Olivia Wilde—Don’t Worry Darling, Jordan Peterson Won’t Get You

Olivia Wilde’s nemesis, Dr. Jordan B. Peterson | photo credit: Gage Skidmore

Olivia Wilde publicity tour for her second feature film, Don’t Worry Darling, took a weird turn about a week ago. And this is from a tour with more weird turns than a drunken Le Mans race.

Dontworry Darling premiered at the Venice Film Festival last week to more publicity than the average film gets these days. The film stars Florence Pugh (Princess Inanna in the upcoming Dune sequel) as a housewife to Harry Styles’ character in a strange utopian experimental enclave in the American desert.

Shenanigans with Harry Styles, Shia LaBeouf, and spitting costars

But amidst all the drama going on off-screen (broken marriages with Jason Sudeikis, possible adultery, firing Shia LaBeouf for…reasons, Florence Pugh boycotting press tours, and costars possibly spitting on each other) came an odd revelation from director Olivia Wilde herself.

Wilde claimed that the villain in the psychological thriller—played by Chris Pine of Star Trek fame—was based on the Canadian psychologist Jordan Peterson.

Who is Jordan Peterson?

For those who don’t know, Jordan Peterson is a bit of a celebrity in his own right, just not a Hollywood one.

He is a professor emeritus at the University of Toronto. He shot to fame in 2016 for making a video in which he vehemently objected to a proposed Canadian law that made it, effectively, illegal not to use someone’s preferred pronouns.

To say Dr. Peterson is a bit of a controversial figure would be a significant understatement.

To be clear, Olivia Wilde (House, Tron: Legacy, The O.C.) did not write the screenplay.

The screenplay is an original work by former Booksmart scribe Katie Silberman along with Carey Van Dyke and Shane Van Dyke. Neither has made any statements (as far as we could find) that either confirmed or denied that Peterson was the basis of Pine’s character.

Chris Pine, who plays the allegedly Peterson-based character “Frank,” also hasn’t confirmed or denied the association.

What was actually said

The admission came in an interview conducted by director and star Maggie Gyllenhaal.

WILDE: Terrifying. We based that character on this insane man, Jordan Peterson, who is this pseudo-intellectual hero to the incel community. You know the incels? 


WILDE: They’re basically disenfranchised, mostly white men, who believe they are entitled to sex from women. 

GYLLENHAAL: Oh, right. 

WILDE: And they believe that society has now robbed them—that the idea of feminism is working against nature, and that we must be put back into the correct place. 

GYLLENHAAL: Well, they must be psyched. Things are going really well for them. 

WILDE: Yeah, they’re actually succeeding in many different ways. But this guy Jordan Peterson is someone that legitimizes certain aspects of their movement because he’s a former professor, he’s an author, he wears a suit, so they feel like this is a real philosophy that should be taken seriously. 


WILDE: Yeah. But it was a dream to work with all these evolved men on this movie who understood what we were trying to say. 

What’s the big deal?

So, why is this odd?

Mainly because Wilde’s claims about Peterson are so clumsy and shallow. It smacks of either cheap publicity-seeking association or incompetent storytelling.

The connection between Dr. Peterson and “incels” comes solely from a 2018 NYTimes hit-piece article written by Nellie Bowles. In the article, Bowles suggests the psychologist advocates forcing women to marry incels against their will; “enforced monogamy.”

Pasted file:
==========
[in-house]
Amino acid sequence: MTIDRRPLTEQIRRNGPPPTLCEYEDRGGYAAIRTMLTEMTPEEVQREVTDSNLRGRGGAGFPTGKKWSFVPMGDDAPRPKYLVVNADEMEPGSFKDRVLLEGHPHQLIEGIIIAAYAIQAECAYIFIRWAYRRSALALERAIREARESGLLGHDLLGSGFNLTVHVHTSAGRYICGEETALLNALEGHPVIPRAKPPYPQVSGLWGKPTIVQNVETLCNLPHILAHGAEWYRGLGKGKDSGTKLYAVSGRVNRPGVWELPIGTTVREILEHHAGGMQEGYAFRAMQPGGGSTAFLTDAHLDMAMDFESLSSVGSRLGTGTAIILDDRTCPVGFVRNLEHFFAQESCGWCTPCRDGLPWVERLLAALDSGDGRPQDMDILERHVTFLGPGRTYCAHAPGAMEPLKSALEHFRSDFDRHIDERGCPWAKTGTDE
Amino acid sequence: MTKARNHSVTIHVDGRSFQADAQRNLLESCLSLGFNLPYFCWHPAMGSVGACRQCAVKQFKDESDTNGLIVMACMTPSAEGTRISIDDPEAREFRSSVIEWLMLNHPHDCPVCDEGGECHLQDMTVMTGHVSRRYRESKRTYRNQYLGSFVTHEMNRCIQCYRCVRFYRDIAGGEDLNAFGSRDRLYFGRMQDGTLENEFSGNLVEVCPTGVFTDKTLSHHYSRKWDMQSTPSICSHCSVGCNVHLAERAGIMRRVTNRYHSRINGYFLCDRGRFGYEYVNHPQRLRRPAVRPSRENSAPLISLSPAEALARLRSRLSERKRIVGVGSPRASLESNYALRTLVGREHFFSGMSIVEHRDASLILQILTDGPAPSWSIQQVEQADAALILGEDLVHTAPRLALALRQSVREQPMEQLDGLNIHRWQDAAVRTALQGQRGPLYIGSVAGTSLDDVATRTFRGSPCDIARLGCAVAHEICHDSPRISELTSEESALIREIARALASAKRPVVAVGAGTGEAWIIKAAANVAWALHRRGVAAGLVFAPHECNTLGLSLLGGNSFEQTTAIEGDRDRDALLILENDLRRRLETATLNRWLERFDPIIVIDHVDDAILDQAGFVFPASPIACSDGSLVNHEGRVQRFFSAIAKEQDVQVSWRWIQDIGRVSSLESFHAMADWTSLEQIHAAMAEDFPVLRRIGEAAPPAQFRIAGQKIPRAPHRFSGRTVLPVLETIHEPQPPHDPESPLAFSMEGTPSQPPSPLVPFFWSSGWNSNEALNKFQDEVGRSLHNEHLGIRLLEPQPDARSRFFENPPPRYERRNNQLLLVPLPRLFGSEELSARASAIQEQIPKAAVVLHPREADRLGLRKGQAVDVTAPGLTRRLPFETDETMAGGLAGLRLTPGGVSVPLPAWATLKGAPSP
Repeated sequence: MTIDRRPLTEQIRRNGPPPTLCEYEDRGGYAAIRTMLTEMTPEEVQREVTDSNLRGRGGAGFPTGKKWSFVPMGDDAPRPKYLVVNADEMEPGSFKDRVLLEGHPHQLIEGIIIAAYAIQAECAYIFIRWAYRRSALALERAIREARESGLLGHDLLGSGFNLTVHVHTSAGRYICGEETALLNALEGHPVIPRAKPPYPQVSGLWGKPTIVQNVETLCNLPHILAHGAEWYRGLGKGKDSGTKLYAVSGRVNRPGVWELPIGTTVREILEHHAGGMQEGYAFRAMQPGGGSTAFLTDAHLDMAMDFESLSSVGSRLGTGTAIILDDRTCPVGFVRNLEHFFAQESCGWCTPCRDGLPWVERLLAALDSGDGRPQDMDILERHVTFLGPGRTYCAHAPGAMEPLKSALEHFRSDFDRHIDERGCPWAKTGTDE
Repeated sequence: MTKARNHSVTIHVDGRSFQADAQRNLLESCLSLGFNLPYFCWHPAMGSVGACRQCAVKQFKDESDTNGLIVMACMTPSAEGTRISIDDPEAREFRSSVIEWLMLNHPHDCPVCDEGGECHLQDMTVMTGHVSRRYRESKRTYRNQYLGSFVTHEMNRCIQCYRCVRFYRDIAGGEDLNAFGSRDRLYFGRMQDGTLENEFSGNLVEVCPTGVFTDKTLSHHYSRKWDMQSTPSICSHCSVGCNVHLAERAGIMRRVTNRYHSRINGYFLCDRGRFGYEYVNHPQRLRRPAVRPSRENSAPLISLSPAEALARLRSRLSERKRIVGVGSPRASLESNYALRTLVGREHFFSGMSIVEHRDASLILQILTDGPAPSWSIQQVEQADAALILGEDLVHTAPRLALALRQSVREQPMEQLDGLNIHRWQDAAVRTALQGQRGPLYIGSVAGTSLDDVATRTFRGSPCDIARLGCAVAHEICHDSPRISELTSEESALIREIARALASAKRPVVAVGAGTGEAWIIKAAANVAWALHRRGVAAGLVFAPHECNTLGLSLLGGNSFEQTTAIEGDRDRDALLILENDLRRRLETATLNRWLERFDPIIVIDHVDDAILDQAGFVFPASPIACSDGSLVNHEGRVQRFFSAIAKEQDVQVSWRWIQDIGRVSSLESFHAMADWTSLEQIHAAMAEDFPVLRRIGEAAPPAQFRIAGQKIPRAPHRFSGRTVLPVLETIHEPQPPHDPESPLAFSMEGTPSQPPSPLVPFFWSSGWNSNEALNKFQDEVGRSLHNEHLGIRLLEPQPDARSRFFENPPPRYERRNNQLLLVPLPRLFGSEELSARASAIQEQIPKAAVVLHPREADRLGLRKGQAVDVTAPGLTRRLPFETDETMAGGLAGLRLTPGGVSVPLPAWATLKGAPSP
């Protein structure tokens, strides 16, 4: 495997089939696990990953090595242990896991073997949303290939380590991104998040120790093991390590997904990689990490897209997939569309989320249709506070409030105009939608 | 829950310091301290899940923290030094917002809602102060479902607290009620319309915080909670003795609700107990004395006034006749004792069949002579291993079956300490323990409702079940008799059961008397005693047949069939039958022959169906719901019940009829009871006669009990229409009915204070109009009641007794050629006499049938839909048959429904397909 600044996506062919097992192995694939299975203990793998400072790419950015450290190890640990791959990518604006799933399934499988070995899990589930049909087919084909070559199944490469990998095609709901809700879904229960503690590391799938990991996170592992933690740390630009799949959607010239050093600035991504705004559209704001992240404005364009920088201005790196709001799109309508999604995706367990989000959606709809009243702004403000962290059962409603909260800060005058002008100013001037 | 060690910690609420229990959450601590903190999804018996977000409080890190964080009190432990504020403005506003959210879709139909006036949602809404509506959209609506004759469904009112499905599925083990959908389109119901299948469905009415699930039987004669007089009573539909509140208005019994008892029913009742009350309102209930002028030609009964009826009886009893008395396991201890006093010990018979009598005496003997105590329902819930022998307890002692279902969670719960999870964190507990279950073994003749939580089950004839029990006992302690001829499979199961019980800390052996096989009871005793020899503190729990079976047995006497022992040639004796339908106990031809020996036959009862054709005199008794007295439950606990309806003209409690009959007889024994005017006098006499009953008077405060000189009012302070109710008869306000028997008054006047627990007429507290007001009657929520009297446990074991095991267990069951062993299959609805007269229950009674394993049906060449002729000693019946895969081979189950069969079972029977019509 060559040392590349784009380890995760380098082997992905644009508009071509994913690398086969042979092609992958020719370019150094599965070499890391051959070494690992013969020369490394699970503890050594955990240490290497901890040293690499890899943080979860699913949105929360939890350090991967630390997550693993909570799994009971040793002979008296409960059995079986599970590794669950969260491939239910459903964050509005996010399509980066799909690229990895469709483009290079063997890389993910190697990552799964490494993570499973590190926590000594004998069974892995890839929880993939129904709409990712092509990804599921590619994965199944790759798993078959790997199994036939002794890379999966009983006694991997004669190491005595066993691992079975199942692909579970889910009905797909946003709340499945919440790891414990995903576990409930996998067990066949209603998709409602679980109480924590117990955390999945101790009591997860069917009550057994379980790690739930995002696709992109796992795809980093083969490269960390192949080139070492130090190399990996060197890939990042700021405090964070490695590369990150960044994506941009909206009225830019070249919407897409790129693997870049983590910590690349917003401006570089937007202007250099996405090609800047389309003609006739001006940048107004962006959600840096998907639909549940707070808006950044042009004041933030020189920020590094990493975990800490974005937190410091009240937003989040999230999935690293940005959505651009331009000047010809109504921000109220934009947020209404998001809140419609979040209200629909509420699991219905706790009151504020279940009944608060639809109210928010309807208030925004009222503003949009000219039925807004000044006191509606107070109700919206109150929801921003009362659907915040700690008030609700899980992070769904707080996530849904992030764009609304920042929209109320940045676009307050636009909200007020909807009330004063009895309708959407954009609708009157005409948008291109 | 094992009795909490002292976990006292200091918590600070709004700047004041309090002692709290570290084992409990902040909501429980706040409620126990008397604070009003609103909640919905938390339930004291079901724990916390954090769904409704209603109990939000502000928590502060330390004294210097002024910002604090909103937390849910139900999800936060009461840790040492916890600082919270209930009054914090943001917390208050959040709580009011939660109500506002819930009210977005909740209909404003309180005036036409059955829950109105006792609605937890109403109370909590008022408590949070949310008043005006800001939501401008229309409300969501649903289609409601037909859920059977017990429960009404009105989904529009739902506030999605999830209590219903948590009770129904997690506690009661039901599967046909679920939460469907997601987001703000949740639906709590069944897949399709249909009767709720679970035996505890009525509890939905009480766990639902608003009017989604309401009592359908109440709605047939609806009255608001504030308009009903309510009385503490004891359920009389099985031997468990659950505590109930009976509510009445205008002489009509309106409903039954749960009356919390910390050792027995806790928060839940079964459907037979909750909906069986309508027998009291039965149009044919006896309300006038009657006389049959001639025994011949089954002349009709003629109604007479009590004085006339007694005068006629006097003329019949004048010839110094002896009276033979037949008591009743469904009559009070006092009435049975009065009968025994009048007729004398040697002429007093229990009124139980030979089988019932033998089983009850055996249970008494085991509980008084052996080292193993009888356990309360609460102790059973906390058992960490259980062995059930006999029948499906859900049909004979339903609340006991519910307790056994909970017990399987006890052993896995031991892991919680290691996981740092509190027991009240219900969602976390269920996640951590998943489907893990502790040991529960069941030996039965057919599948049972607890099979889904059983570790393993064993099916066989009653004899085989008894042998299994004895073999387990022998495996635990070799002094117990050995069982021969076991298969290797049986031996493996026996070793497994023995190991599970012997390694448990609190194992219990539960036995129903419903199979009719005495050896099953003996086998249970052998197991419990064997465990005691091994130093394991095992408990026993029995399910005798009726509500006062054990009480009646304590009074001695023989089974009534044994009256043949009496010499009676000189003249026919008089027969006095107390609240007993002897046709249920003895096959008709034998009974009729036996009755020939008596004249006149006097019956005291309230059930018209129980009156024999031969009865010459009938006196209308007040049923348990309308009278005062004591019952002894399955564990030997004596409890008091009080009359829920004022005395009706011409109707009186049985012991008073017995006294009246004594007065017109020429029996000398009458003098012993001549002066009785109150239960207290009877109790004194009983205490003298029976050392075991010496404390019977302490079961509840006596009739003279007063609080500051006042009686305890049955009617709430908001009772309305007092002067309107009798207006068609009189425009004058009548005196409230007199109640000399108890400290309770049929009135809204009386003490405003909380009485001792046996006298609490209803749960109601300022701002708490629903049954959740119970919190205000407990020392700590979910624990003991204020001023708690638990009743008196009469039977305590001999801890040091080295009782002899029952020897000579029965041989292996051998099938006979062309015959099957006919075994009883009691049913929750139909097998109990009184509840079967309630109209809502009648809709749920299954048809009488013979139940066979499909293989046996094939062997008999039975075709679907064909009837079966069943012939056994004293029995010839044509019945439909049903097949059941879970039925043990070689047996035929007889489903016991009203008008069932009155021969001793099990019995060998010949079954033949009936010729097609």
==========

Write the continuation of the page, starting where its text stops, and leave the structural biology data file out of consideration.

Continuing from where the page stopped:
The article has been lambasted by Peterson’s supporters and the professor himself for fabricating the entire concept.

Peterson, perhaps, put it best when he suggested that if a reporter was to write a hit piece, she should at least write “something that someone, somewhere, actually believes in.” 

“No one,” Peterson added emphatically, of any scholastic standing believes in such a concept, anywhere.

Indeed, a thorough search of Peterson’s work doesn’t reveal a single—not one—instance of him advocating anything even remotely similar to what Bowles alleges. Nonetheless, the weight of the NYTimes brand made the article go viral.

Wilde is an avowed feminist (whose birthname, ironically, was Cockburn). Her description of Peterson as “insane” goes well beyond clumsy, as it is something so easily disprovable by a quick online search.

A cynical ploy?

Peterson has lectured at Harvard and UfT for many years and was frequently voted the favorite teacher by his students. His h-index score (a recognized measurement of scholastic influence) is a whopping 57, and his academic work has been cited almost 19,000 times.

So, like him or hate him, to call Dr. Peterson “insane” or someone who is followed strictly because of his title and clothing makes Wilde look foolish.

If Wilde had suggested that she directed Pine to base his character on, say, the media’s caricature of Peterson, that would be a different matter. But that isn’t what she said.

That only leaves us with two possible reasons to claim the Dr. Peterson association. One, Wilde cynically said it for the publicity. Or, two, she based a major character of her film on a shallow, ignorant concept that would have taken ten minutes of research to show was utter nonsense.

But what about the film itself, Don’t Worry, Darling? It has been labeled by some as “the most feminist movie ever,” but so far reviews haven’t been great. But that may not be unexpected.

Suppose you can’t get publicity for how good your film might be? In that case, many off-screen antics and shenanigans connected with celebrity names will undoubtedly create some grist for the gossip mills on social media.

Ms. Wilde has been rumored to be directing an upcoming Marvel movie. Don’t Worry Darling opens on Sept 23rd.

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